Deborah L. Tolman is professor of social welfare and psychology at The Silberman School of Social Work at Hunter College and The Graduate Center of The City University of New York, where she trains doctoral students studying women's lives and sexuality-related topics.
Dr. Tolman is an applied developmental psychologist whose research has focused on adolescent sexuality, gender development, gender equity, and research methods. Her groundbreaking book on adolescent girls' sexuality, Dilemmas of Desire: Teenage Girls Talk About Sexuality, published in 2002, was awarded the 2003 Distinguished Book Award from the Association for Women in Psychology.
Her research has covered the impact of television on adolescent sexuality, the roles of beliefs about masculinity and femininity in adolescent girls' and boys' experiences of sexual and romantic relationships and mental health, and adolescent girls' experiences with fellatio. She is currently revisiting how adolescent girls are negotiating their own sexuality in the current complex social landscape of sexualization and choice and other contradictory messages about female and adolescent sexuality.
Her work has been supported by the National Institute of Child Health and Development, the Spencer Foundation, the Ford Foundation, the Atlantic Philanthropies and the NoVo Foundation. She has published more than 75 peer-reviewed articles and book chapters and several books on adolescent sexuality, research methods, and feminist theory.
Dr. Tolman is a Fellow of APA, Division 35 (Society for the Psychology of Women) and Division 9 (Society for the Psychological Study of Social Issues [SPSSI]) and has received wide recognition for her contributions to female adolescent development. She was a member of APA's Task Force on the Sexualization of Girls and an author of its report, the most frequently downloaded document on APA's website, which was the impetus for her cofounding SPARK, an intergenerational girl-fueled social movement to challenge the sexualization of girls. Through this work, she is building a bridge between academia and activism to create enabling conditions in which girls can develop healthy sexuality and well-being.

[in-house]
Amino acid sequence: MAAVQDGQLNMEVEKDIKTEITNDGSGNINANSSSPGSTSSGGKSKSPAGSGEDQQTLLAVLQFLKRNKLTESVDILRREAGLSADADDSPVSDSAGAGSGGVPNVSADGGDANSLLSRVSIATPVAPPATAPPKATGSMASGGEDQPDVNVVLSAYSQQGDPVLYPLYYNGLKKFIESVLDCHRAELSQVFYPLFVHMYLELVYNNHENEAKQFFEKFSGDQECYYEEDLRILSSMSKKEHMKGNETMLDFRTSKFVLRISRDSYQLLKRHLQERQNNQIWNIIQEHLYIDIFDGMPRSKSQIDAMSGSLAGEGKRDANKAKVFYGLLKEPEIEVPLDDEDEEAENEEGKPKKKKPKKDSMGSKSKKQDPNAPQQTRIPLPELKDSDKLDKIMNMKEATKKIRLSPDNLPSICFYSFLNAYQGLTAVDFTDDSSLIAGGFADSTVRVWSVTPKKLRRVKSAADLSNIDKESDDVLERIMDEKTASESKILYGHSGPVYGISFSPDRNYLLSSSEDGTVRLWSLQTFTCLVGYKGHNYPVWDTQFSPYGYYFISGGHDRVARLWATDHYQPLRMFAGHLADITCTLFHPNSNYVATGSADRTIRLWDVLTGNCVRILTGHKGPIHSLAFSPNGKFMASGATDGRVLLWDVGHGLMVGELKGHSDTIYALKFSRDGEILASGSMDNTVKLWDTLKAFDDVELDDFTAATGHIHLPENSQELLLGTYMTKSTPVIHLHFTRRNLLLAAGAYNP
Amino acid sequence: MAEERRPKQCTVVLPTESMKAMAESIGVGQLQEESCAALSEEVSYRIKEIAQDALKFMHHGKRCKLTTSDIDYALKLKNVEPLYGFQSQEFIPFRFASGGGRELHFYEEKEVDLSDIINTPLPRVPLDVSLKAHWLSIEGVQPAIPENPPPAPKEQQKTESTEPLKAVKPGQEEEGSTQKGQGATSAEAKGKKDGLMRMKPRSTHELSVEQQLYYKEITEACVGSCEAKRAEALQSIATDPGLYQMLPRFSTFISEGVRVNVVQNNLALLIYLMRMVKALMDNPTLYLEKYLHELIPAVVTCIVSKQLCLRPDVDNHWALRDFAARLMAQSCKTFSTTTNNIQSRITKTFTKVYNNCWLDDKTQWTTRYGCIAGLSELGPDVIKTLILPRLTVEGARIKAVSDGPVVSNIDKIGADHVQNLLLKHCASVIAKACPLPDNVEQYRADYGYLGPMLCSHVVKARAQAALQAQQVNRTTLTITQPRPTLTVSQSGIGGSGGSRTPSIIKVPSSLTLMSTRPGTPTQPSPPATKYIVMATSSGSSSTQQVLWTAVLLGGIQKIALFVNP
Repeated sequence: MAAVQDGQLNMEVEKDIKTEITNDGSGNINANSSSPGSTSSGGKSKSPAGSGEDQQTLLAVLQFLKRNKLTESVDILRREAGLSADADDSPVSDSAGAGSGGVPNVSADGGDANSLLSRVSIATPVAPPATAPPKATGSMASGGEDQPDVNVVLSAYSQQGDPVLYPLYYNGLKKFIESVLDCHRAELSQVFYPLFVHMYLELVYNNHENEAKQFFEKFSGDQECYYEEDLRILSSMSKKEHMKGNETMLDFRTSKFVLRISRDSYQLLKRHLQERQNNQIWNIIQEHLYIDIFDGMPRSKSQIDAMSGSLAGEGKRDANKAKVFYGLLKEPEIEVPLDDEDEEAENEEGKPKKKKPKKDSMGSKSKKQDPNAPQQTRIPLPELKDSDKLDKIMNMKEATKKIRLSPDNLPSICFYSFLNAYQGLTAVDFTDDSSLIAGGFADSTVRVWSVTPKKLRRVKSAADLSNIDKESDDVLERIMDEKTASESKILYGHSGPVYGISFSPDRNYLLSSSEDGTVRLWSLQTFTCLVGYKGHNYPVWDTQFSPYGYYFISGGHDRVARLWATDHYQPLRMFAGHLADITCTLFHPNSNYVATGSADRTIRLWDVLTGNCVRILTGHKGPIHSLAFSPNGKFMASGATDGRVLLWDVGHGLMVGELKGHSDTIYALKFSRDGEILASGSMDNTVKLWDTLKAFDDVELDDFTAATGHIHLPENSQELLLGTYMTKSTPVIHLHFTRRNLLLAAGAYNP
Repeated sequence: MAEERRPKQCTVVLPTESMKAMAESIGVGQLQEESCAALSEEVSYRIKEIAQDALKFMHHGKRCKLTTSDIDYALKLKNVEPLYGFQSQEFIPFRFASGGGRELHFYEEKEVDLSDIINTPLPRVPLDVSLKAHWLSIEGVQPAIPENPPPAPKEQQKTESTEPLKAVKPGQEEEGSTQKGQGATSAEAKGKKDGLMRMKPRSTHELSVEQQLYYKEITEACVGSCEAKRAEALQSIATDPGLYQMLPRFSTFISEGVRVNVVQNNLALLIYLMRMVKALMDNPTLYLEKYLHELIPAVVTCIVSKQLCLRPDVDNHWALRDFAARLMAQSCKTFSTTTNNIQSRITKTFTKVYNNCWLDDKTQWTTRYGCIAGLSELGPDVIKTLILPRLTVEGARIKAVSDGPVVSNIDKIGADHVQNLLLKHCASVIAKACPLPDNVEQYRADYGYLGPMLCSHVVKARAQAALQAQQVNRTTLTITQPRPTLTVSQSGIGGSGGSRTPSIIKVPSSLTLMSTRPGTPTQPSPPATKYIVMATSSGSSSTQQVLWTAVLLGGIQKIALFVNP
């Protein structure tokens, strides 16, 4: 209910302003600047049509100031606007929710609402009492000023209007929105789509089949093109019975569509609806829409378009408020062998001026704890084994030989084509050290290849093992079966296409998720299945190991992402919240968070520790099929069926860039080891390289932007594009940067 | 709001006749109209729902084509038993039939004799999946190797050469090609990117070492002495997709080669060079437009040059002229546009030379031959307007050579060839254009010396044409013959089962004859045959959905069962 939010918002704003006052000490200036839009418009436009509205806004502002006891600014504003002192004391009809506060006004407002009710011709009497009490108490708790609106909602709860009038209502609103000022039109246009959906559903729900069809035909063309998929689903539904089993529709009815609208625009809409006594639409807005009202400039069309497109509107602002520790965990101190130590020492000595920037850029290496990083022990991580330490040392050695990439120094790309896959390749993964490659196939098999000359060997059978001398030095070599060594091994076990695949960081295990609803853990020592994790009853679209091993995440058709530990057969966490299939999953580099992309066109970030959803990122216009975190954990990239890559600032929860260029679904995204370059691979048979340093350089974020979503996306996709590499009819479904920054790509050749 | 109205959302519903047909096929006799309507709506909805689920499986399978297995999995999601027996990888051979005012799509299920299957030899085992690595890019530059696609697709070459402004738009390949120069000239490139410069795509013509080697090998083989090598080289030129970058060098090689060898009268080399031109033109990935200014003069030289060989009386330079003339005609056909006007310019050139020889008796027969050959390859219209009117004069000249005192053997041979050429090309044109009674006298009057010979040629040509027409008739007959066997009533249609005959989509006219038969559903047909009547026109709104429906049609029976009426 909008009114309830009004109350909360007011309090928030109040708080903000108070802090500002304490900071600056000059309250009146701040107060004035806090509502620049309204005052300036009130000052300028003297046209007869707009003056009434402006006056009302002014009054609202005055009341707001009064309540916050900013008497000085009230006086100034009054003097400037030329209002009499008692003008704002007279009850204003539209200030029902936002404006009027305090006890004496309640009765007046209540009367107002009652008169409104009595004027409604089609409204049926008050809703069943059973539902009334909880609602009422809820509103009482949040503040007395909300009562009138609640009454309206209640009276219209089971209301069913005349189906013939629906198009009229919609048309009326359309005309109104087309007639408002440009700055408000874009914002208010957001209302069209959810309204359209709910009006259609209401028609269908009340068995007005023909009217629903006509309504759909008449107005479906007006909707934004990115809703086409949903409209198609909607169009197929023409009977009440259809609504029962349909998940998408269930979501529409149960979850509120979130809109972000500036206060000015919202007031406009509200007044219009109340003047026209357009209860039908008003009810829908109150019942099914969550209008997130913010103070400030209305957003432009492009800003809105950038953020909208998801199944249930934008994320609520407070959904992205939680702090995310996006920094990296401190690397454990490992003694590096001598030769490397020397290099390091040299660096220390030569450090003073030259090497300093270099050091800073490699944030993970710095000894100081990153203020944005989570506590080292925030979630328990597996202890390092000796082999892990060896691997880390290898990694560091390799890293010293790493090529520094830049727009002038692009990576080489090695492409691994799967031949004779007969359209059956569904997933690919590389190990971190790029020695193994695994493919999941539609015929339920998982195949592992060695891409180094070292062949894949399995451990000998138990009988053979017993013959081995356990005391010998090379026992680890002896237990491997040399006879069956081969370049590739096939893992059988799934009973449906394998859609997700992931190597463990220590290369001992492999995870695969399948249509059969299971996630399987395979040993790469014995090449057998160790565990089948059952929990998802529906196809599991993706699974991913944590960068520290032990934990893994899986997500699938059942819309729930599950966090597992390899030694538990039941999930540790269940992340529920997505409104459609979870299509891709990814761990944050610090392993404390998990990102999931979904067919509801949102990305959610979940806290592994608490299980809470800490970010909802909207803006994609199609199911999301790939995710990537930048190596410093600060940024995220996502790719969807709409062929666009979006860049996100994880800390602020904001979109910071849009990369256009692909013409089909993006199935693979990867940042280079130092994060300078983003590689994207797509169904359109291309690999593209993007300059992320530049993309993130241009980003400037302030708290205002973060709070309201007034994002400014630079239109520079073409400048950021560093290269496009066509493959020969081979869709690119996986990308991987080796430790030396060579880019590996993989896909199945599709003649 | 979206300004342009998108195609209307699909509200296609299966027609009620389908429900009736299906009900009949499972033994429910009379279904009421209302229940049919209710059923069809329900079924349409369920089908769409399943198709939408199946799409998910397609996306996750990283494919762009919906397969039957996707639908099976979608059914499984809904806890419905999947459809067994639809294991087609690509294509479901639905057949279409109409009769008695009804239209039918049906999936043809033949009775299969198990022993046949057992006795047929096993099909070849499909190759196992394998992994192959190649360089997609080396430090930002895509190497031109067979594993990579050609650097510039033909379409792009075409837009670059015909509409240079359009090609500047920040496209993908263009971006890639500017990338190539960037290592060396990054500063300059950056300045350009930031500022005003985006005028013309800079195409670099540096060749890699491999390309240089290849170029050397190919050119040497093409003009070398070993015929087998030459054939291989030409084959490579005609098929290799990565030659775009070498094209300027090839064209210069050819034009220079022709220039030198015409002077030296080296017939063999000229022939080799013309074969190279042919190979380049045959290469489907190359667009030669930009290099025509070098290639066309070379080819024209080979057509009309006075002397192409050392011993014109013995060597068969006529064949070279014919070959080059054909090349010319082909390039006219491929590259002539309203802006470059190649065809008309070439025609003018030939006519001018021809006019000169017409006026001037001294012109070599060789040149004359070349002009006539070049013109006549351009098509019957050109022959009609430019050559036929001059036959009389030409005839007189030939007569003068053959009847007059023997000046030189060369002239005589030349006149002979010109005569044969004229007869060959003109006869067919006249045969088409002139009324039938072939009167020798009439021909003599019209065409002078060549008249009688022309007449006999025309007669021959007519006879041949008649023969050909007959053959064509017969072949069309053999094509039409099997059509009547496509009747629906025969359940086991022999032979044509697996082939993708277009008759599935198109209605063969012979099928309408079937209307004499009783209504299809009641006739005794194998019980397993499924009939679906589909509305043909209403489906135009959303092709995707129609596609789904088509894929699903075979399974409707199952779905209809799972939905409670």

Among awards she has received are APA's Committee on Women's Leadership Award and SPSSI's Louise Kidder Early Career Award. She earned her doctorate in human development and psychology at the Harvard Graduate School of Education in 1992. She was senior research scientist and associate director at the Center for Research on Women at Wellesley College, and professor of sexuality studies and founding director of the Center for Research on Gender and Sexuality at San Francisco State University.
Lisa M. Diamond is professor of psychology and gender studies at the University of Utah. Her research focuses on close relationships and sexuality over the life span, with a particular emphasis on their biobehavioral underpinnings and health implications. The three primary areas of her research are the development of sexual desire, identity, and orientation over the life span; influences of close relationships on mental and physical health; and the role of biologically based capacities for emotion regulation in shaping the development and experience of intimate relationships.
Dr. Diamond is best known for her unprecedented longitudinal study of 100 lesbian, bisexual, heterosexual, and "unlabeled" women, whom she has been interviewing approximately every two years since 1995, tracking changes in their sexual identities, attractions, and behaviors over time.
Her 2008 book, Sexual Fluidity, describes the changes and transformations that her respondents underwent from late adolescence to adulthood, and profiles some of the most intriguing women in detail. Sexual Fluidity has been awarded the Distinguished Book Award from APA's Division 44 (Society for the Psychological Study of Lesbian, Gay, Bisexual and Transgender Issues).
Dr. Diamond has received numerous awards for her work from APA's Committee on Lesbian, Gay, Bisexual, and Transgender Concerns, the American Association of University Women, the Society for the Scientific Study of Sexuality, and APA Division 9 (Society for the Psychological Study of Social Issues). In 2011 she was granted Fellow status in APA Division 44 (Society for the Psychological Study of Lesbian, Gay, Bisexual, and Transgender Issues).
Dr. Diamond has been awarded grants in support of her research from the National Institute for Mental Health, the W. T. Grant Foundation, the American Psychological Foundation, the American Institute for Bisexuality, and the Templeton Foundation. Her current work focuses on understanding associations between day-to-day changes in gonadal hormone levels and day-to-day changes in same-sex and other-sex desires, investigating the psychological and biological mechanisms through which sexual activity relates to mental and physical health, and understanding the origins of individual differences in sexual fluidity.
Refreshing in its departure from the current heteronormative, gender-binary view of sexuality and challenging in its feminist reframing of sexuality.
Although primarily a reference tool, this resource will inspire even researchers and practitioners in the field to reconsider some of their beliefs and attitudes toward sexuality. Essential.
With contemporary sexuality themes (e.g., the Internet, technology) peppered throughout, the information will prove handy to those working in any clinical setting and with any patient population…the APA Handbook of Sexuality and Psychology is deserving of a place on any psychologist's bookshelf.
—New Jersey Psychologist